We have seen them in movies: holograms that can appear in the real world without the need for a special headset. They are created by something, whether it is a robot, a dedicated set-top device, or ceiling-mounted omnidirectional holographic diodes capable of generating a full-sized holographic human. Microsoft is bringing holograms out of science fiction and into reality with HoloLens, but the company’s ultimate goal is to toss out the headset altogether.
But do not expect these types of holograms to appear anytime soon. Remember, the HoloLens headset itself is $3,000 for developers and $5,000 for businesses. In addition to the software, the hardware components are not cheap, either. Even more, the technology is essentially in its infant state, so even those expensive components cannot generate the level of reality in a headset that we see in the movies.
“We (and other companies) have prototypes in our labs capable of projecting objects in three dimensions that you can see without a headset,” Microsoft’s Chief Envisioning Officer Dave Coplin said. “It’s hard, and it’s expensive, and the resolution isn’t great, but it’s just the beginning of that journey.”
His comments arrive in an interview conducted by Vodafone regarding the HoloLens. If you are not familiar with it, the device fits on your head like a huge set of sunglasses, though it is not meant to block out the sun. Instead, it generates holographic images in your field of view, mixing virtual with reality. This is called mixed reality or augmented reality, a path Google started taking about with its controversial Glass project a while back.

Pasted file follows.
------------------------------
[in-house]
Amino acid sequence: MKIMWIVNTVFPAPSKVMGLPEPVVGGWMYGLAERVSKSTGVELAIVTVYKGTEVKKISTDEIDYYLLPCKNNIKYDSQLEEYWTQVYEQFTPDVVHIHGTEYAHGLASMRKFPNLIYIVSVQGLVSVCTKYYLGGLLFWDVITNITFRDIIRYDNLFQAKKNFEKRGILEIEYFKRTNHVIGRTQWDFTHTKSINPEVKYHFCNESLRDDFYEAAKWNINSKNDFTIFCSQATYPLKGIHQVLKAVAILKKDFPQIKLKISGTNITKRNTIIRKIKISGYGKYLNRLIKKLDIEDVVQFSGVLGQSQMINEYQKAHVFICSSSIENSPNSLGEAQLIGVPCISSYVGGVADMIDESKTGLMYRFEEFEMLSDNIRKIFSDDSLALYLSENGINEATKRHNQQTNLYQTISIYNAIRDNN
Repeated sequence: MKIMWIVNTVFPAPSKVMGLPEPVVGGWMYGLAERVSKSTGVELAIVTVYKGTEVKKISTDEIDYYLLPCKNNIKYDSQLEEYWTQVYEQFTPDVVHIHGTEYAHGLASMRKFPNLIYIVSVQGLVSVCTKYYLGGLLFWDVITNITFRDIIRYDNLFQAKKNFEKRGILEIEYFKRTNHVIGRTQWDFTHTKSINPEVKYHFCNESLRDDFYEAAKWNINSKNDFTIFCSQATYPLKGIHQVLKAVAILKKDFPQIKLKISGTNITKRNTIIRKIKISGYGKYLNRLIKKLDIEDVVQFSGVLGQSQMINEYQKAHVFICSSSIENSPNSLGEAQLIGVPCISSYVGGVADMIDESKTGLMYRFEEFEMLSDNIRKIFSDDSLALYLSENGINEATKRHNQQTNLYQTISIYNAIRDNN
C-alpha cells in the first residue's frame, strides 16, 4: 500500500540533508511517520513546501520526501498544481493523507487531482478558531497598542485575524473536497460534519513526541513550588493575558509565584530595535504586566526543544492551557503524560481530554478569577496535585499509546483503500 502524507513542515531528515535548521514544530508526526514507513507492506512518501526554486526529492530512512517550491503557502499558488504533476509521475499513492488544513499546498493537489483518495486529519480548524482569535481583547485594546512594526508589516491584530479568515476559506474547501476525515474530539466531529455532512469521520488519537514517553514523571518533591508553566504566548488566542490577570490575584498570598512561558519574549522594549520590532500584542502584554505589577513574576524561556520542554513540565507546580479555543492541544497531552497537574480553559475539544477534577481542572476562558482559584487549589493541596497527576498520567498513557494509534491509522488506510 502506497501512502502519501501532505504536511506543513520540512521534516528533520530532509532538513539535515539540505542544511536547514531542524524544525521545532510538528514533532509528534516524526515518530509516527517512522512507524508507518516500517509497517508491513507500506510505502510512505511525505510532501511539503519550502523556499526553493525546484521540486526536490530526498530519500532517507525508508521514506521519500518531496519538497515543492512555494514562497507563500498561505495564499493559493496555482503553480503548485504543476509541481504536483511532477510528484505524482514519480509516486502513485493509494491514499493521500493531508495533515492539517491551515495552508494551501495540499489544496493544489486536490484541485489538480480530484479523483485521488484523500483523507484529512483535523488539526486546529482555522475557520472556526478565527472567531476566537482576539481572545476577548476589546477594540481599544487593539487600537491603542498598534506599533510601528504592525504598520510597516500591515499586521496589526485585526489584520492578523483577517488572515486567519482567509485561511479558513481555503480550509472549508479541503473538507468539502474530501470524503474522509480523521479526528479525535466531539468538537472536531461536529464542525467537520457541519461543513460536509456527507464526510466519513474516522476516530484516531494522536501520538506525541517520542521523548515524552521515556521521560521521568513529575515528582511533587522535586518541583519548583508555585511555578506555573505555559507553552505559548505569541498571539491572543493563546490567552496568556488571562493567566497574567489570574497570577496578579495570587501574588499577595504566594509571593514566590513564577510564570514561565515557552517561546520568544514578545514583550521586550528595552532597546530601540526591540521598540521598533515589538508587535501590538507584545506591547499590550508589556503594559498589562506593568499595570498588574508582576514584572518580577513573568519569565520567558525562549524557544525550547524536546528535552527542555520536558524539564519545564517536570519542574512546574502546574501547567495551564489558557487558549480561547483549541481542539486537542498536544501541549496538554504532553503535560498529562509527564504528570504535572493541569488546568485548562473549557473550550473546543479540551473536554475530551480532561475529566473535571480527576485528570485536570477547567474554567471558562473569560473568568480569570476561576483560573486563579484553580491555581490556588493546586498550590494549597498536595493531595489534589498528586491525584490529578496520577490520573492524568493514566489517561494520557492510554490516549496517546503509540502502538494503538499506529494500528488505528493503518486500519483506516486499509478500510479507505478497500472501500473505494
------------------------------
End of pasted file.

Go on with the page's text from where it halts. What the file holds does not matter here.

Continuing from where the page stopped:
Right now, there is no consumer version in the works, or at least that is what Microsoft has indicated. Again, this market is in its infant stage, so developers and companies are trying new things, creating new applications, and making current ones easier to perform than before. For instance, NASA scientists can now walk on Mars without leaving their office while Israel is using the device to train its in-field soldiers.
“We’ll have interesting augmented reality coming through that you can use on anything from Google Cardboard to Oculus Rift, or in the next Xbox (Project Scorpio) — which will have AR and VR capabilities — but for now the reality of holograms is that they have very niche use cases,” Coplin added.
One day a mature augmented reality market will be ready for the masses. Coplin imagines a world where customers enter a supermarket and see recipes generated around a physical product. That would be one of the baby steps: generating a hologram at a consumer’s immediate location. However, the wide-spread use of augmented reality is a long way off, so do not expect to make holographic calls with long-distance relatives in your kitchen any time soon.
But do not worry: the technology is heading in that direction. Consider the smartphone. Load up an old episode of The X-Files and you will see these boring, basic devices with little screens, numbered buttons, and a long antenna. Now these phones are ‘smart,’ allowing users to troll Facebook from anywhere, make video calls to people around the globe, take incredible photos, get driving directions, ask it questions, and even play augmented reality-based games.
“One of the things I’ve loved this summer has been playing Pokémon Go,” Coplin said. “Not just because it’s fun, but because it’s actually driven an important conversation about augmented reality in everyday life. It’s not just technology geeks playing the game, it’s you, me and the person seated next to you.”
To read the full interview, head over to Vodafone here.
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